Latest Honor Council results reveal first reports of hard drug use in housing
Financial District, NEW YORK—Within the 2012-13 academic year, King’s had its first encounter with major drug use (cocaine and ecstasy) in housing and marijuana usage greatly increased, according to David Leedy, dean of students. A common theme of Honor Council hearings was that students who violated the Honor Code came to King’s “for the wrong reasons,” Leedy said.
There were six hearings spring semester, many of which involved multiple violators. Leedy said last year was difficult regarding honor not because of more Council hearings but because the issues were more serious than in past years.
Throughout the year, 22 students appeared before the Council for issues including plagiarism, assault and underage drinking. The Honor Council suspended six students and placed 16 students on disciplinary probation.
Students placed on disciplinary probation usually complete requirements, such as alcohol education programs, random drug testing, removal from campus housing, leaving a campus leadership role, counseling or psychological assessment, mandatory meetings with a House adviser and drug rehab programs.
Leedy said that while minor infractions can be resolved with a less formal sort of confrontation, situations brought before the Council count as “egregious violations” of King’s standards.
In response, King’s is taking steps to raise awareness about King’s standards among incoming students.
Luke Smith, associate director of the Admissions Department, said the school is focusing on finding “serious applicants.” Admissions has reintroduced essays to the application (one essay on virtue and one on the House system) and requires all applicants to respond to the King’s mission and how it connects with their values and goals.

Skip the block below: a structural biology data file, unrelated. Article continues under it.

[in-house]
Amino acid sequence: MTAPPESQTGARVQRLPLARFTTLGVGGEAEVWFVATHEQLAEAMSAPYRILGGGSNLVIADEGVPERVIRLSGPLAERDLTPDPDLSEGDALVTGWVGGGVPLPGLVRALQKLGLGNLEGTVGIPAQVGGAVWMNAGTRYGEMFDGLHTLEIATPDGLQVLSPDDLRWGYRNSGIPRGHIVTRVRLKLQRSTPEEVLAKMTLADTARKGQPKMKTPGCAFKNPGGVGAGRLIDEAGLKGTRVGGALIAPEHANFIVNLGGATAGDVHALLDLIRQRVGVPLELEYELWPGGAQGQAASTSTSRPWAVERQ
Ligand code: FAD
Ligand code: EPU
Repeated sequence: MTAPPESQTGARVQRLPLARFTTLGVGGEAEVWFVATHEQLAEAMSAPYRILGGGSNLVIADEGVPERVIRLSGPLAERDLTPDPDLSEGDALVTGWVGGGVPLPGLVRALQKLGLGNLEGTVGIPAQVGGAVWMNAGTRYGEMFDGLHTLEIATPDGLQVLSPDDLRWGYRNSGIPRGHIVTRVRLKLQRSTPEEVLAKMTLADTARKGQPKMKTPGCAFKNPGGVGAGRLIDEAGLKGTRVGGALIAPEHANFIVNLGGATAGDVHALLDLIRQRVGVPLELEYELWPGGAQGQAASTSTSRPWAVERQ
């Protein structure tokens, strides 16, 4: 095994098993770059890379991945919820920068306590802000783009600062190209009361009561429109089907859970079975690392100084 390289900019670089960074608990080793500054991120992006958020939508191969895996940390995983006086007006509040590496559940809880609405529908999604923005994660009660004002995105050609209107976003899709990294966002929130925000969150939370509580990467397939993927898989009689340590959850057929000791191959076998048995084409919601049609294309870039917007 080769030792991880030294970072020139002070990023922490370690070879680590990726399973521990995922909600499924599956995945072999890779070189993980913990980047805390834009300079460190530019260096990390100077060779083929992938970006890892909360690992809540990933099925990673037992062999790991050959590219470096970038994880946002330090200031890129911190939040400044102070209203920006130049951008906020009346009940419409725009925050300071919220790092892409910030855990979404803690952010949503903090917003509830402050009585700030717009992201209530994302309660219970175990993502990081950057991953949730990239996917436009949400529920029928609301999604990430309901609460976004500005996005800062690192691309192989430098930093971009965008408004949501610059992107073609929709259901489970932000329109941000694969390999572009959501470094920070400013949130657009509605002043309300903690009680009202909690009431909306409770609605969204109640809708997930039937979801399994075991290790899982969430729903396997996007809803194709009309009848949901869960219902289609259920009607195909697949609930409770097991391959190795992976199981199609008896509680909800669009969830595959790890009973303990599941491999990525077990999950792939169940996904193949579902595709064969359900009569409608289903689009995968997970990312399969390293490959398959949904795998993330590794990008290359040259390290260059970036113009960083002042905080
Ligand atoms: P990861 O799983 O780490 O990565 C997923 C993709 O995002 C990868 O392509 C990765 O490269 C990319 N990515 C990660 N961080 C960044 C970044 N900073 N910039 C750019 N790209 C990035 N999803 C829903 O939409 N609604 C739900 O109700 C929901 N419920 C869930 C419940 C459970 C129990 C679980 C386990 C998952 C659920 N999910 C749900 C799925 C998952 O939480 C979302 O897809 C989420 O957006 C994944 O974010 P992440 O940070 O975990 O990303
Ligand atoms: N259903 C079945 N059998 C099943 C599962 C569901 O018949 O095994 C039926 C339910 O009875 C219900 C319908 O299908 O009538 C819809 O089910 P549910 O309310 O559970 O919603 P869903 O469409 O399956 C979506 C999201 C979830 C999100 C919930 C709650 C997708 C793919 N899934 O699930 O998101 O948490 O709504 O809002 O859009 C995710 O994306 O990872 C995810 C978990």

Leedy believes this process will help both the school find appropriate students and students self-select their college.“They’ll understand what King’s is and whether they want to be a part of this or not," he said.
To educate students about honor before coming to King’s, the college also distributed a flyer called “Before You Sign The Honor Code.” Leedy will also write blog posts and host “town halls” to emphasize honor.
The Honor Council consists of one to two appointees from each house, three faculty members and three staff members in student development. At any given hearing there are six Council members: four students, one faculty and one staff.
This year the Honor Council members are Erika Hillardm, Jessica Lee, Sizakele Irvin, Damia Speagle, Sophia Bachmann, Allison O’Donnell, Elisa Lambert, Carol Anne Ausband, Emily Deemer, Maxine Webster, Carey Bustard, Leah Rabe, Ben Gotchel, Nigel DeCoopman, Daniel Poeana, Jonathan Burch, Luke Trouwborst, Caleb Kingma, Jeremi Gill and Mark Greben.
When asked what hearings involve, Jessica Lee ’14, third-year member of the Honor Council said, “It’s questions you would ask from a pastor to someone: ‘Let’s get to the root of why you’re doing this.’"
While punishment follows confirmation of charges, Lee continued, "It’s like, ‘Hey we care about you and we want to know why you are making these choices.’ It’s all about getting to know someone and helping them on their journey to becoming a better person.”
Leedy said the ultimate goal of the Council is “to uphold the standards of our community by assigning discipline to egregious violations of those standards.”
Not every student who attends a hearing will submit to the Council's goal.
“Most people are apologetic,” Lee said. “The hard part is seeing if they’re genuinely apologetic or they’re just upset that they got caught.”